Ancient Carthage was a city of heroines and heroes, and the greatest of all was its founder-queen, Dido, who was immortalised (but also killed) in Virgil’s Aeneid. Too often, however, Dido is read through a purely Roman lens for what she can tell us about Roman culture and ideas. This seminar argues that the basic story of Dido’s foundation of Carthage that has survived for us in Greek and Roman accounts is actually a Carthaginian myth, not simply a story told about the Carthaginians. It also makes the case for the particular importance of this story at Carthage in the early Hellenistic period. The seminar concludes by considering what happens to the story in later imaginations as the story transforms from a local colonial myth to a Roman imperial one.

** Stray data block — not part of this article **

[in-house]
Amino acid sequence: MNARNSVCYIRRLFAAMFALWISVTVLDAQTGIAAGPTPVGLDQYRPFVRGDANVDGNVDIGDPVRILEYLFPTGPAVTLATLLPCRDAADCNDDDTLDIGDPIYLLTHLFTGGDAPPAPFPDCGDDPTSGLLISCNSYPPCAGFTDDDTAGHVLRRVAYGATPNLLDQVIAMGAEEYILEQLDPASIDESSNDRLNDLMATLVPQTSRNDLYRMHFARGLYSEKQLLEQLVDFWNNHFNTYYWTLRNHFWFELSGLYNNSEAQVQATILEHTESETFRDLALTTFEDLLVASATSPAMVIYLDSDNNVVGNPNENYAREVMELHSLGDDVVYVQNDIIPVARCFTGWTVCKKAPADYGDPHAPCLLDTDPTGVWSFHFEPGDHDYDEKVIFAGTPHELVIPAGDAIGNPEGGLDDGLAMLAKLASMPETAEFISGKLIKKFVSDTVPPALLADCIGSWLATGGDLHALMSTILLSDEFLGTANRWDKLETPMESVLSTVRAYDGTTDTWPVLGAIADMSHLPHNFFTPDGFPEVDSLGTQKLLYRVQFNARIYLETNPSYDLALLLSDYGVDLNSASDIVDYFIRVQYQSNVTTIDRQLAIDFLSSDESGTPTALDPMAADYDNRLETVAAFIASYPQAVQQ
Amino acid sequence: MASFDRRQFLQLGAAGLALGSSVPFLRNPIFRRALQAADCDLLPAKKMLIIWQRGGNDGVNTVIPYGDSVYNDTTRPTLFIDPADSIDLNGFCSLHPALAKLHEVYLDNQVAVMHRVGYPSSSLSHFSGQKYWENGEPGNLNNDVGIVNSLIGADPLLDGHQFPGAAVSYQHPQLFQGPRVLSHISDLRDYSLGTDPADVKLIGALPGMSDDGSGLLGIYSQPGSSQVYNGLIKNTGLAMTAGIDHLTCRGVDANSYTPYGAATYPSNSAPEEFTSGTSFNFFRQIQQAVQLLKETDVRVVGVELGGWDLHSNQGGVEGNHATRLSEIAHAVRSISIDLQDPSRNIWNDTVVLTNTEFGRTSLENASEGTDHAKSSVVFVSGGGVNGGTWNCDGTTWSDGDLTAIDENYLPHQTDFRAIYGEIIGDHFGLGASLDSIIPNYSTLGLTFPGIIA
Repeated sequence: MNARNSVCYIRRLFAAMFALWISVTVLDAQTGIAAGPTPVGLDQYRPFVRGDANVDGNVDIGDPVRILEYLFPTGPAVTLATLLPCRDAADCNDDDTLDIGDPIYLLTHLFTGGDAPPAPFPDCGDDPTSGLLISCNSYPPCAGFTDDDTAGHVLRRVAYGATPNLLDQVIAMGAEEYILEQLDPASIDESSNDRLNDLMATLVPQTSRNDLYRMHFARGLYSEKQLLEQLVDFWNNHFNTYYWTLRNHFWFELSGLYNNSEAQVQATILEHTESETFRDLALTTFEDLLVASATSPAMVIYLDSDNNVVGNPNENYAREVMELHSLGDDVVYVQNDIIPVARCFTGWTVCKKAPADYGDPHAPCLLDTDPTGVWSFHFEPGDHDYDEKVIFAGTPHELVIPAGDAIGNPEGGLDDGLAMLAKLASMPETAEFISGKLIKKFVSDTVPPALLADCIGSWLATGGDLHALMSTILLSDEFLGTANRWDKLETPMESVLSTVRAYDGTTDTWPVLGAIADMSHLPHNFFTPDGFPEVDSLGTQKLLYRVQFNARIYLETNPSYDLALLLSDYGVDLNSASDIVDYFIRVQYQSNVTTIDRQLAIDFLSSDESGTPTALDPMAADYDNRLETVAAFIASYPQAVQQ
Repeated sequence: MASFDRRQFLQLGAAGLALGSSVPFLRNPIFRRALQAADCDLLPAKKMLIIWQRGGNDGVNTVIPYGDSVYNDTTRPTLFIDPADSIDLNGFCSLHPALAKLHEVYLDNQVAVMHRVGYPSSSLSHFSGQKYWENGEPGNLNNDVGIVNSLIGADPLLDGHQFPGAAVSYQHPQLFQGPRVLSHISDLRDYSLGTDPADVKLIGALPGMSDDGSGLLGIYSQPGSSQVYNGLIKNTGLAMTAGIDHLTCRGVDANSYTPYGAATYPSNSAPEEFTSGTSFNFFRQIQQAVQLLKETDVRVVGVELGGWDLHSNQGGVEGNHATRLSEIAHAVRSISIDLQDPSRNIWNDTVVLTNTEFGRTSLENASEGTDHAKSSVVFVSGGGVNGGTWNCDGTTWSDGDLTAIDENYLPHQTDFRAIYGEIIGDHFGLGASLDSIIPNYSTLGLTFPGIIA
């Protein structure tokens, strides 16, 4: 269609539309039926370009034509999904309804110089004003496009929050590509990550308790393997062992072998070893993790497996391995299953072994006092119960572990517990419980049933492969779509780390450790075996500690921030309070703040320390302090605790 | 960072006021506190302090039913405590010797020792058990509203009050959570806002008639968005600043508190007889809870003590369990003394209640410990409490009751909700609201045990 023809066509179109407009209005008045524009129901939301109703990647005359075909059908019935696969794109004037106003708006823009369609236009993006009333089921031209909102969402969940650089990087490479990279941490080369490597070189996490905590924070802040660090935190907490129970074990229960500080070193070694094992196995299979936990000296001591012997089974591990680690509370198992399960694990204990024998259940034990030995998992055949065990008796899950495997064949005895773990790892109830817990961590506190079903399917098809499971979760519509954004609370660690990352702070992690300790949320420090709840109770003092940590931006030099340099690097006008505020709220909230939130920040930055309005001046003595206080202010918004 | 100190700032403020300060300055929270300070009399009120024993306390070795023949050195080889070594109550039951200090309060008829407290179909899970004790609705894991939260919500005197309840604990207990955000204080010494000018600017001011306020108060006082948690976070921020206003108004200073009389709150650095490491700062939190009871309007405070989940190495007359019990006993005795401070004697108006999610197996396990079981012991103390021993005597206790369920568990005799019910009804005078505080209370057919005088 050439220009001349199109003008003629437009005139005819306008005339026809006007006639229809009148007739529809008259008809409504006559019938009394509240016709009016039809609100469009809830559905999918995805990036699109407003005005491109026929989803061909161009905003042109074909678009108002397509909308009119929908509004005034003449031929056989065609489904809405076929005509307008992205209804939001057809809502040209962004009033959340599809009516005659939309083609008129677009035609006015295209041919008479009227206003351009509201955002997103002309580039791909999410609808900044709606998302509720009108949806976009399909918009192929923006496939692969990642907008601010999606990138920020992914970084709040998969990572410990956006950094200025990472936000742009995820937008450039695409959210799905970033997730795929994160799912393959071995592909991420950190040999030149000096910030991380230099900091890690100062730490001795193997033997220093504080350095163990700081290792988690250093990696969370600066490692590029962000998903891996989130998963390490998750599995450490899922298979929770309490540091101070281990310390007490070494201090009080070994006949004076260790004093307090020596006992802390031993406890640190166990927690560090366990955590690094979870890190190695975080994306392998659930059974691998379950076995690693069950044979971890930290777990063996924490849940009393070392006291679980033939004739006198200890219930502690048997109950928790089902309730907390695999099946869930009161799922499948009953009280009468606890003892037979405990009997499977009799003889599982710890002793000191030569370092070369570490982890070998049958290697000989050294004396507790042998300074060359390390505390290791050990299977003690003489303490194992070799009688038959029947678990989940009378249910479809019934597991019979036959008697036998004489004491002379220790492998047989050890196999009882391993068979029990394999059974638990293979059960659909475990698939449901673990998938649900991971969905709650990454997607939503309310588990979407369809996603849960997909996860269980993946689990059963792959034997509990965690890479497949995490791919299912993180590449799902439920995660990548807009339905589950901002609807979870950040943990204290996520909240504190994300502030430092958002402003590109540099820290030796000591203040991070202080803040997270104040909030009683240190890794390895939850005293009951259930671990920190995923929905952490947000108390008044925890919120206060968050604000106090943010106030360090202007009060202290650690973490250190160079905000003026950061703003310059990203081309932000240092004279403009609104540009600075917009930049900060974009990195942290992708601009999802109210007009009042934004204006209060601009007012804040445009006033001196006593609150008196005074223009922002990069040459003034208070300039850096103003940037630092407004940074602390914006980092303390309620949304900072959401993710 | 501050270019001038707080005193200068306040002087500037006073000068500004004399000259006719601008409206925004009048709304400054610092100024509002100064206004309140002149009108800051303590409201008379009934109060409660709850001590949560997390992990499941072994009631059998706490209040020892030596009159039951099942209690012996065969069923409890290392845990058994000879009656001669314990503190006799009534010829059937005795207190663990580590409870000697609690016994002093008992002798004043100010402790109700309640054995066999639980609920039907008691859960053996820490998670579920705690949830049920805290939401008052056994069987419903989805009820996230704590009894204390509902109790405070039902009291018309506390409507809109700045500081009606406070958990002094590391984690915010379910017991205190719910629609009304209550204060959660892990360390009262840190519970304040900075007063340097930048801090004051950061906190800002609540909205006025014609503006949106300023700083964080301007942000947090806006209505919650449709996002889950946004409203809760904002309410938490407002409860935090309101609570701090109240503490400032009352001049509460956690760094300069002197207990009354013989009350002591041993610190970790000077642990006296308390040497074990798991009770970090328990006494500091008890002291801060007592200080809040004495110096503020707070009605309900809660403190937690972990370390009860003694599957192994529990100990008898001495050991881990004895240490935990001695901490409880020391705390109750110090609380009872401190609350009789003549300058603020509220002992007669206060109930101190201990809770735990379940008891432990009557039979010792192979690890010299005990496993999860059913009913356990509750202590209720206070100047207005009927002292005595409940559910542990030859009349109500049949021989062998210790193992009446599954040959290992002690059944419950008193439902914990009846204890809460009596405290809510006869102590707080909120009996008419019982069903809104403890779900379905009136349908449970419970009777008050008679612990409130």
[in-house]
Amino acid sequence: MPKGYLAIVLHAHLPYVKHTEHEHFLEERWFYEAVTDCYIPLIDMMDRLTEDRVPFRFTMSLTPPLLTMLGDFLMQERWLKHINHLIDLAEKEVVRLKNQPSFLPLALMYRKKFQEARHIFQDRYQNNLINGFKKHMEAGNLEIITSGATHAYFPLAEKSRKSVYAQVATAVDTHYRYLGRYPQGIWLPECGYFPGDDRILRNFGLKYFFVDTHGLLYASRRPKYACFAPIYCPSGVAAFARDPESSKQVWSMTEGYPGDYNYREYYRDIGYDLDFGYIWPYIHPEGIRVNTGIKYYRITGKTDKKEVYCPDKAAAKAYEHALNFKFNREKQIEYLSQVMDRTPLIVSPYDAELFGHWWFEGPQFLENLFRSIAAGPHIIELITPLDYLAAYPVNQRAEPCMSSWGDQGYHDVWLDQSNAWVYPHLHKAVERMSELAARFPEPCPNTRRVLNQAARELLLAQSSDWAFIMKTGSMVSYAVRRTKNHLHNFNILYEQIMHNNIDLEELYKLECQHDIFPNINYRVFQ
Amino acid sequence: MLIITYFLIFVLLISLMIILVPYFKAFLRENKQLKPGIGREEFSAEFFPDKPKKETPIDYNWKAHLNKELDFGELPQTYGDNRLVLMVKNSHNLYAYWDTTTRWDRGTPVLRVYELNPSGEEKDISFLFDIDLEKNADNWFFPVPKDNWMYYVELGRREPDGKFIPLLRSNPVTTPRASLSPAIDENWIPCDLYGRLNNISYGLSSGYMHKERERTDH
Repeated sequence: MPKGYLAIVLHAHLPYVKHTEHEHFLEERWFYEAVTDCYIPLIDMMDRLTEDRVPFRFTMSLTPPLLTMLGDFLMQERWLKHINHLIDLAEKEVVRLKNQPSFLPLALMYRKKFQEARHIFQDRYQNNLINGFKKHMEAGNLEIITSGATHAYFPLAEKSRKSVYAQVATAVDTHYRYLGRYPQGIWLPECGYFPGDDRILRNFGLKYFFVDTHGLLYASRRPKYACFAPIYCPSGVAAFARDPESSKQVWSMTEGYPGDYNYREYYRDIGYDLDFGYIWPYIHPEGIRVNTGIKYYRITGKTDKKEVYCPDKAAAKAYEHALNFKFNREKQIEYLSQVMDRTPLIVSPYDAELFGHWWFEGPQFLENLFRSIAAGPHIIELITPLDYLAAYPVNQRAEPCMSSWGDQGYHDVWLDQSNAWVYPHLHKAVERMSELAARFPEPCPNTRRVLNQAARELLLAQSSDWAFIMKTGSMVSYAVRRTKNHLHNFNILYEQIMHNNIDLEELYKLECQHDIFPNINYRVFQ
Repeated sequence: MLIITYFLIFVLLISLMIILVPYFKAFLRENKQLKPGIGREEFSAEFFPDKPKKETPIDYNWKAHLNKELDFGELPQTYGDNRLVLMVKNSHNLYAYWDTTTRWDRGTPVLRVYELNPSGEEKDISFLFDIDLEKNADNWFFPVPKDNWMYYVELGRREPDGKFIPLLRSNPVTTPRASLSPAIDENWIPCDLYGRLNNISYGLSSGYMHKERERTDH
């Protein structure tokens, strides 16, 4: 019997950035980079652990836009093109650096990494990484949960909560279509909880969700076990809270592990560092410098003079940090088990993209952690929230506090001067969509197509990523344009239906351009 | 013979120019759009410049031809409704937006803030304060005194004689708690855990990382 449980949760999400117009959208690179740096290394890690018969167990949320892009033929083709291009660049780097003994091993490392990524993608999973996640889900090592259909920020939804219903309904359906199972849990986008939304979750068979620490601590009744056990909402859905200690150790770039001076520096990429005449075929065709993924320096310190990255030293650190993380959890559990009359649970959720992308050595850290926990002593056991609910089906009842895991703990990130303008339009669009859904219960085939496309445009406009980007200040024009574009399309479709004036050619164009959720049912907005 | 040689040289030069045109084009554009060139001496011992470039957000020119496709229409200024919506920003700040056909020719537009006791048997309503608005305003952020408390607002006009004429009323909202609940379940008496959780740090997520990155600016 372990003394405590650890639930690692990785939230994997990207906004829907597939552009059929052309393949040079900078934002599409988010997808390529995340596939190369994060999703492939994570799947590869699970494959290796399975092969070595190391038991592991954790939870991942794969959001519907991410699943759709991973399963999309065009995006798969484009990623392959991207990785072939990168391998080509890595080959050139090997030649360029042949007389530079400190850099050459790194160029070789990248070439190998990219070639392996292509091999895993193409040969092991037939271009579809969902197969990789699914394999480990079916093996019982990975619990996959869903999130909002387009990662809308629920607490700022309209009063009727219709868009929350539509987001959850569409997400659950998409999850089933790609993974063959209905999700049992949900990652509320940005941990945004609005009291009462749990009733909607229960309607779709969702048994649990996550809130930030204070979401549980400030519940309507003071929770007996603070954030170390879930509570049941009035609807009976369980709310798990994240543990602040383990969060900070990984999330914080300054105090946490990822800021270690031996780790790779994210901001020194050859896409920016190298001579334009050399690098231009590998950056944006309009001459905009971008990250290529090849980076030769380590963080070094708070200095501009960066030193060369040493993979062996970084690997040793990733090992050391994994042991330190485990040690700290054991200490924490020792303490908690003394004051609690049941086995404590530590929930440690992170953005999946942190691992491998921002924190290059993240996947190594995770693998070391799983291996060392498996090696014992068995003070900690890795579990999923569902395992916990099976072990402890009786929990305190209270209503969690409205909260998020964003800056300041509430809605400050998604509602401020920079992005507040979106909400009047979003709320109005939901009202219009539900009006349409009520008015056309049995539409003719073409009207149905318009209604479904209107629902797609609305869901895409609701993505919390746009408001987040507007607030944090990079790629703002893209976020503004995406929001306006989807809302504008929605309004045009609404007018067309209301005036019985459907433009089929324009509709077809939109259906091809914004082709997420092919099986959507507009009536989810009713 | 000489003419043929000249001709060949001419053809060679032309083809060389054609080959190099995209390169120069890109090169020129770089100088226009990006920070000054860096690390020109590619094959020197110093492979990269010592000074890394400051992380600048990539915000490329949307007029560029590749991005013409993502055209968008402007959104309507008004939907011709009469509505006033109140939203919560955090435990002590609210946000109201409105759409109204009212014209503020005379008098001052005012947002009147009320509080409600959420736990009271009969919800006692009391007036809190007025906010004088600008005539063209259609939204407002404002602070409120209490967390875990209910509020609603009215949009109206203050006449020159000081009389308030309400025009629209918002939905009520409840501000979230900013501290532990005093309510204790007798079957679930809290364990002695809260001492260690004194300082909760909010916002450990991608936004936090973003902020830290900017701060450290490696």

About Classics and Ancient History Seminars

Classics and Ancient History seminars are followed by a wine-and-cheese reception ($2 coin donation per person). Enquiries about the seminars may be made to Associate Professor David Pritchard

The Friends of Antiquity, an alumni organisation of the University, runs its own series of public lectures, which take place on Sunday afternoons. The Friends’ program for 2019 can be found at


Michie Building